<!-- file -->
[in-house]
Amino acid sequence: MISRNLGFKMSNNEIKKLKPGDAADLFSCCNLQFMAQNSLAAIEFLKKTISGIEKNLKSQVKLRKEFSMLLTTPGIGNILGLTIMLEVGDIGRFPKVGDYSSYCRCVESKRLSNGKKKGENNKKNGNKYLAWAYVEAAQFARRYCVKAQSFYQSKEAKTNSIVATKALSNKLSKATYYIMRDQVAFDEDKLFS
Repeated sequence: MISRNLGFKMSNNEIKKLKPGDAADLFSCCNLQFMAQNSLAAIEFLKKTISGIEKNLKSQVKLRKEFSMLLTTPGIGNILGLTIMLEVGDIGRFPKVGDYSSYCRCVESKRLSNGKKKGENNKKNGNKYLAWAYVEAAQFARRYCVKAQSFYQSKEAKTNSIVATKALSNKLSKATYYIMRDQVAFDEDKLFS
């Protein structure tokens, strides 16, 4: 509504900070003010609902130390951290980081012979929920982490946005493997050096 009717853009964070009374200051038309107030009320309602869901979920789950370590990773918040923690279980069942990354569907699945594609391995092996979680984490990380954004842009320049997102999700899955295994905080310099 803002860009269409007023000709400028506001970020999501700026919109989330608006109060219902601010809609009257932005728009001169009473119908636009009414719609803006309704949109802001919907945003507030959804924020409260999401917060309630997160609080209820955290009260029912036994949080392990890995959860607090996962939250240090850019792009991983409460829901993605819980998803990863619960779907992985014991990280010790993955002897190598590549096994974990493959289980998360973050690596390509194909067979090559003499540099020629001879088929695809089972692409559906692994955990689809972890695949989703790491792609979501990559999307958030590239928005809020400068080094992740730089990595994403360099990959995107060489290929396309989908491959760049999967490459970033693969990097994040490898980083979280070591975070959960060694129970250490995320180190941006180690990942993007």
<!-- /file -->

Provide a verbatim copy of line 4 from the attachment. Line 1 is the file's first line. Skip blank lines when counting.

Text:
């Protein structure tokens, strides 16, 4: 509504900070003010609902130390951290980081012979929920982490946005493997050096 009717853009964070009374200051038309107030009320309602869901979920789950370590990773918040923690279980069942990354569907699945594609391995092996979680984490990380954004842009320049997102999700899955295994905080310099 803002860009269409007023000709400028506001970020999501700026919109989330608006109060219902601010809609009257932005728009001169009473119908636009009414719609803006309704949109802001919907945003507030959804924020409260999401917060309630997160609080209820955290009260029912036994949080392990890995959860607090996962939250240090850019792009991983409460829901993605819980998803990863619960779907992985014991990280010790993955002897190598590549096994974990493959289980998360973050690596390509194909067979090559003499540099020629001879088929695809089972692409559906692994955990689809972890695949989703790491792609979501990559999307958030590239928005809020400068080094992740730089990595994403360099990959995107060489290929396309989908491959760049999967490459970033693969990097994040490898980083979280070591975070959960060694129970250490995320180190941006180690990942993007």